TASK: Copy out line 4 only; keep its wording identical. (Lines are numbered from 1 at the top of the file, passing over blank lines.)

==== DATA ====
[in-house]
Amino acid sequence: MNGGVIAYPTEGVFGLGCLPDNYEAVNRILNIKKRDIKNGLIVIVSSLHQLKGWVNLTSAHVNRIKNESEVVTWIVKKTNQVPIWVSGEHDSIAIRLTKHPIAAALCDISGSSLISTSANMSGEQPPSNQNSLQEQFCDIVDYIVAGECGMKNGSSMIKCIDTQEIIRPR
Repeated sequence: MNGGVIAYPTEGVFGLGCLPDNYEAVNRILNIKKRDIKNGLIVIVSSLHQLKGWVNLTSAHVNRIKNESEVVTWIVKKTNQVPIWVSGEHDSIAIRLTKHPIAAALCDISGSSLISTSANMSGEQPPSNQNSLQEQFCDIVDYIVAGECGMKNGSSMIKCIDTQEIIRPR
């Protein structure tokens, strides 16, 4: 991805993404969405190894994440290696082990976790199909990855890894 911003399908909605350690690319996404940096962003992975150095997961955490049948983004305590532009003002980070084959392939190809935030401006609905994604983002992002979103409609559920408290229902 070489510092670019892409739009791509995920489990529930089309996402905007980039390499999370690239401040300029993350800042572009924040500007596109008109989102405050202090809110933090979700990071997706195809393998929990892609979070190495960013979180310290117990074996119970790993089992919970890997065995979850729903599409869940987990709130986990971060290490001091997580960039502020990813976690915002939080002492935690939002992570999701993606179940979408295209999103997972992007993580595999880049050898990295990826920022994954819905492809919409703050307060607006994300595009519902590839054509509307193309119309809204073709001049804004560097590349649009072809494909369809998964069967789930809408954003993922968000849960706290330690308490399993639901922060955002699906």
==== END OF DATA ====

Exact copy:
């Protein structure tokens, strides 16, 4: 991805993404969405190894994440290696082990976790199909990855890894 911003399908909605350690690319996404940096962003992975150095997961955490049948983004305590532009003002980070084959392939190809935030401006609905994604983002992002979103409609559920408290229902 070489510092670019892409739009791509995920489990529930089309996402905007980039390499999370690239401040300029993350800042572009924040500007596109008109989102405050202090809110933090979700990071997706195809393998929990892609979070190495960013979180310290117990074996119970790993089992919970890997065995979850729903599409869940987990709130986990971060290490001091997580960039502020990813976690915002939080002492935690939002992570999701993606179940979408295209999103997972992007993580595999880049050898990295990826920022994954819905492809919409703050307060607006994300595009519902590839054509509307193309119309809204073709001049804004560097590349649009072809494909369809998964069967789930809408954003993922968000849960706290330690308490399993639901922060955002699906």